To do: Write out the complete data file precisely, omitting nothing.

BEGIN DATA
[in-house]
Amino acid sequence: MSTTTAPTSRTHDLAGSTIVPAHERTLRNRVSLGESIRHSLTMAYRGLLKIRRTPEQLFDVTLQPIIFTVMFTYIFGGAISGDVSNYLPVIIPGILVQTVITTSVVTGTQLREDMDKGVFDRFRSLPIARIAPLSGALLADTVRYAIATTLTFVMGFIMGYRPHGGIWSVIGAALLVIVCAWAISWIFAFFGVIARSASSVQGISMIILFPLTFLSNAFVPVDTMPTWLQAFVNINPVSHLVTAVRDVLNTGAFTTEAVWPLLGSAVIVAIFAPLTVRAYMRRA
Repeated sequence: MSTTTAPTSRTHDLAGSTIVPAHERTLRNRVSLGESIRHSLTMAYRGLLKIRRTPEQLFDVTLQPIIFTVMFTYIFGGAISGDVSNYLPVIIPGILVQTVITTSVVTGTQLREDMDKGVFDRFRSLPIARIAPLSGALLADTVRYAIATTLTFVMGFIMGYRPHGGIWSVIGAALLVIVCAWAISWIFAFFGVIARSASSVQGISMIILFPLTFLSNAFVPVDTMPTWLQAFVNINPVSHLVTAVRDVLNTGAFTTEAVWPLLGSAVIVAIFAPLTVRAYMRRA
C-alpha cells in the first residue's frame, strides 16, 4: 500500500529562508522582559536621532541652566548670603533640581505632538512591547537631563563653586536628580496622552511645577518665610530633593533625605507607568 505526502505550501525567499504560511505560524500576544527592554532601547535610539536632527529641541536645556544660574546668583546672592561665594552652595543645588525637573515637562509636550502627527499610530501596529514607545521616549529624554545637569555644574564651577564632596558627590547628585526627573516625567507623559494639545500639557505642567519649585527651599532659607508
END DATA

[in-house]
Amino acid sequence: MSTTTAPTSRTHDLAGSTIVPAHERTLRNRVSLGESIRHSLTMAYRGLLKIRRTPEQLFDVTLQPIIFTVMFTYIFGGAISGDVSNYLPVIIPGILVQTVITTSVVTGTQLREDMDKGVFDRFRSLPIARIAPLSGALLADTVRYAIATTLTFVMGFIMGYRPHGGIWSVIGAALLVIVCAWAISWIFAFFGVIARSASSVQGISMIILFPLTFLSNAFVPVDTMPTWLQAFVNINPVSHLVTAVRDVLNTGAFTTEAVWPLLGSAVIVAIFAPLTVRAYMRRA
Repeated sequence: MSTTTAPTSRTHDLAGSTIVPAHERTLRNRVSLGESIRHSLTMAYRGLLKIRRTPEQLFDVTLQPIIFTVMFTYIFGGAISGDVSNYLPVIIPGILVQTVITTSVVTGTQLREDMDKGVFDRFRSLPIARIAPLSGALLADTVRYAIATTLTFVMGFIMGYRPHGGIWSVIGAALLVIVCAWAISWIFAFFGVIARSASSVQGISMIILFPLTFLSNAFVPVDTMPTWLQAFVNINPVSHLVTAVRDVLNTGAFTTEAVWPLLGSAVIVAIFAPLTVRAYMRRA
C-alpha cells in the first residue's frame, strides 16, 4: 500500500529562508522582559536621532541652566548670603533640581505632538512591547537631563563653586536628580496622552511645577518665610530633593533625605507607568 505526502505550501525567499504560511505560524500576544527592554532601547535610539536632527529641541536645556544660574546668583546672592561665594552652595543645588525637573515637562509636550502627527499610530501596529514607545521616549529624554545637569555644574564651577564632596558627590547628585526627573516625567507623559494639545500639557505642567519649585527651599532659607508